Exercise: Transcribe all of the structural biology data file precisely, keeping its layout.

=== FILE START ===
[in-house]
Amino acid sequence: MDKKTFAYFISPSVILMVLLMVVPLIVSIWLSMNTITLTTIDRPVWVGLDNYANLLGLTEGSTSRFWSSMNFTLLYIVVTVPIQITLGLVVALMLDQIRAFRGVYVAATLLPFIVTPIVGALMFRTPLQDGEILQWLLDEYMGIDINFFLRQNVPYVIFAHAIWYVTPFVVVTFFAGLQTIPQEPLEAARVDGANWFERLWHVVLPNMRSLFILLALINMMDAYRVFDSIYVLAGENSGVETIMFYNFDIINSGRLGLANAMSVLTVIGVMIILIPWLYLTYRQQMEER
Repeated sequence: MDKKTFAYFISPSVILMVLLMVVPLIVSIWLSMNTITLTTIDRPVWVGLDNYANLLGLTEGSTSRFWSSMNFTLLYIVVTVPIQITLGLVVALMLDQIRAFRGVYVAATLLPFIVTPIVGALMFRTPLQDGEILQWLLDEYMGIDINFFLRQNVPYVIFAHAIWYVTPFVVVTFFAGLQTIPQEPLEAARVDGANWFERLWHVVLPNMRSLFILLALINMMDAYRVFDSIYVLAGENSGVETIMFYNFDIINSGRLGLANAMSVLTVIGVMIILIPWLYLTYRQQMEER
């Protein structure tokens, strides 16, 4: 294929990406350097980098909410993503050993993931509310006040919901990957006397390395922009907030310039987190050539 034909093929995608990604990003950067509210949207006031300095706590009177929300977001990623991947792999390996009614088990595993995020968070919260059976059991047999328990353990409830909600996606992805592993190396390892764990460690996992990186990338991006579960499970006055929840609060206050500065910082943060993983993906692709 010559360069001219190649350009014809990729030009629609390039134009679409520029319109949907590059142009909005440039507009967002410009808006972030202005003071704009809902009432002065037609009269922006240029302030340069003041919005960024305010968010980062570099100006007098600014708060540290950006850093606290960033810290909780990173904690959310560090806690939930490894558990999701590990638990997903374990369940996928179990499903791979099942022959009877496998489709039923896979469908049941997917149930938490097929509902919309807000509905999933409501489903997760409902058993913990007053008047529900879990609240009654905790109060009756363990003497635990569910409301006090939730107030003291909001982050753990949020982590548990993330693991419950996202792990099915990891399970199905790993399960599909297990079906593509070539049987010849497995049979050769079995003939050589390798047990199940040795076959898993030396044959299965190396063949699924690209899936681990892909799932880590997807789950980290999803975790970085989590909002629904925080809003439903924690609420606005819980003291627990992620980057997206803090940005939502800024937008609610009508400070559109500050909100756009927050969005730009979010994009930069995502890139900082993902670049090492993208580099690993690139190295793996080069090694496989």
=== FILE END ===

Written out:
[in-house]
Amino acid sequence: MDKKTFAYFISPSVILMVLLMVVPLIVSIWLSMNTITLTTIDRPVWVGLDNYANLLGLTEGSTSRFWSSMNFTLLYIVVTVPIQITLGLVVALMLDQIRAFRGVYVAATLLPFIVTPIVGALMFRTPLQDGEILQWLLDEYMGIDINFFLRQNVPYVIFAHAIWYVTPFVVVTFFAGLQTIPQEPLEAARVDGANWFERLWHVVLPNMRSLFILLALINMMDAYRVFDSIYVLAGENSGVETIMFYNFDIINSGRLGLANAMSVLTVIGVMIILIPWLYLTYRQQMEER
Repeated sequence: MDKKTFAYFISPSVILMVLLMVVPLIVSIWLSMNTITLTTIDRPVWVGLDNYANLLGLTEGSTSRFWSSMNFTLLYIVVTVPIQITLGLVVALMLDQIRAFRGVYVAATLLPFIVTPIVGALMFRTPLQDGEILQWLLDEYMGIDINFFLRQNVPYVIFAHAIWYVTPFVVVTFFAGLQTIPQEPLEAARVDGANWFERLWHVVLPNMRSLFILLALINMMDAYRVFDSIYVLAGENSGVETIMFYNFDIINSGRLGLANAMSVLTVIGVMIILIPWLYLTYRQQMEER
């Protein structure tokens, strides 16, 4: 294929990406350097980098909410993503050993993931509310006040919901990957006397390395922009907030310039987190050539 034909093929995608990604990003950067509210949207006031300095706590009177929300977001990623991947792999390996009614088990595993995020968070919260059976059991047999328990353990409830909600996606992805592993190396390892764990460690996992990186990338991006579960499970006055929840609060206050500065910082943060993983993906692709 010559360069001219190649350009014809990729030009629609390039134009679409520029319109949907590059142009909005440039507009967002410009808006972030202005003071704009809902009432002065037609009269922006240029302030340069003041919005960024305010968010980062570099100006007098600014708060540290950006850093606290960033810290909780990173904690959310560090806690939930490894558990999701590990638990997903374990369940996928179990499903791979099942022959009877496998489709039923896979469908049941997917149930938490097929509902919309807000509905999933409501489903997760409902058993913990007053008047529900879990609240009654905790109060009756363990003497635990569910409301006090939730107030003291909001982050753990949020982590548990993330693991419950996202792990099915990891399970199905790993399960599909297990079906593509070539049987010849497995049979050769079995003939050589390798047990199940040795076959898993030396044959299965190396063949699924690209899936681990892909799932880590997807789950980290999803975790970085989590909002629904925080809003439903924690609420606005819980003291627990992620980057997206803090940005939502800024937008609610009508400070559109500050909100756009927050969005730009979010994009930069995502890139900082993902670049090492993208580099690993690139190295793996080069090694496989």